Blog module icon

MMWD Blog: Think Blue Marin

Welcome to our blog! Written by staff at MMWD, “Think Blue Marin” explores all things water in south and central Marin—water supplies, conservation, new projects, watershed management, and more.

Need Help?
For tips on subscribing, searching, and commenting, please visit our blog FAQ page.

View All Posts

Jan 08

A Healthy Start for Gardeners

Posted on January 8, 2016 at 10:38 AM by Ann Vallee

by Charlene Burgi

Resolutions seem to accompany the start of a new year. For example, with great intentions we resolve to make changes in our lives for the betterment of our health. But as I think back over the years, I never made a resolution for the health of my garden. This year that changed, although it didn't start on January 1.

Neglected greenhouse
Neglected greenhouse
You see, I braved the depths of snow in Lassen County this week and peered into the greenhouse that has lain dormant now for several months. The grow lamps lined the tables. Heating pads lay in wait for seedling trays to be mounted atop. The skeletal remains of zucchini and parsley were found scattered on the floor. Without heat, the citrus could not withstand the sub-zero weather we experienced here over the holidays. The only greenery inside was the tough creeping thyme planted in the ground. Reviewing the outcome of the abandoned greenhouse, I resolved to get it back into shape—and what a perfect time to start!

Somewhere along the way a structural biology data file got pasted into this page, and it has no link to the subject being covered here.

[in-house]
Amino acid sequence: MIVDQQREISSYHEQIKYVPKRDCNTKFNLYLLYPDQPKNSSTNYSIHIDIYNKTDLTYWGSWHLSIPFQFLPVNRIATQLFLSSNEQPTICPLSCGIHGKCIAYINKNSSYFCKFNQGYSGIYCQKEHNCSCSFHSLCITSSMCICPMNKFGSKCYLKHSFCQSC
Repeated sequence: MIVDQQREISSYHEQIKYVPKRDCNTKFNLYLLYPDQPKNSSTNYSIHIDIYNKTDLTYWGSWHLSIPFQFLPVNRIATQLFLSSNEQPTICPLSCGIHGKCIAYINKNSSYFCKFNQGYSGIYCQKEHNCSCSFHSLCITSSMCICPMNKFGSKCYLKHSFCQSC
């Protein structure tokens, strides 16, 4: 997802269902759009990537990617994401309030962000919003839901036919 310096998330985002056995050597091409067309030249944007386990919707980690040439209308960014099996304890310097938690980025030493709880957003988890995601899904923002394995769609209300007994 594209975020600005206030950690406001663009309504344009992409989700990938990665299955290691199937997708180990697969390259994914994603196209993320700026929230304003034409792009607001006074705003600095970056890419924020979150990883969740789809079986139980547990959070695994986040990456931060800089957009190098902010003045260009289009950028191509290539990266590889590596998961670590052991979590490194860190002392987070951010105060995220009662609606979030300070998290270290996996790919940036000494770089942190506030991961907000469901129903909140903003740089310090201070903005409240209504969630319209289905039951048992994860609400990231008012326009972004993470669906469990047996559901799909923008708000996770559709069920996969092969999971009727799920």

While Mother Nature is replenishing our reservoirs with needed water, we can be busy preparing, pruning, planning, and planting for spring gardens. What better way to spend a rainy day than to study the new seed catalogs that are finding their way into the mailbox and offering new varieties of veggies to try this 2016 season. Memories of color that were tried and true in the garden this past year can be written down in a garden journal so as not to forget to pick up more come spring. Cool season vegetables such as cauliflower, kale, broccoli, spinach, and chard can be planted into seed starting trays right now in order to get a jump start on harvesting in early spring. Pruning shears, loppers, and saws may require the blades to be oiled and sharpened before we begin removing dead, diseased, dying, or cross-branching limbs and twigs on our shrubs, trees, and roses. Fallen leaves that lie decaying may carry a fungus that can reintroduce the problem to the plant again in the spring. Rake up all diseased debris and throw the material into a hot compost pile to recycle back into the garden once it decomposes.

If you do not have a greenhouse, and wish to start some seeds, locate an area in the house where sunny windows shed direct light. Place seedling trays with clear plastic over the seedlings to maintain moisture and watch carefully as the seedlings emerge. If the soil appears dry, place a tray underneath and add water to the lower tray to wick up to the seeds. Do not allow the water to remain in the bottom of the tray. Once germination occurs, remove the clear wrap and daily brush your hands lightly over the seedlings to build their stem strength so they'll be ready to move outdoors.

Now is the time to work on a healthy garden. Are you with me?

Comments

Leave your comment

You may log in before leaving your comment,
or submit anonymously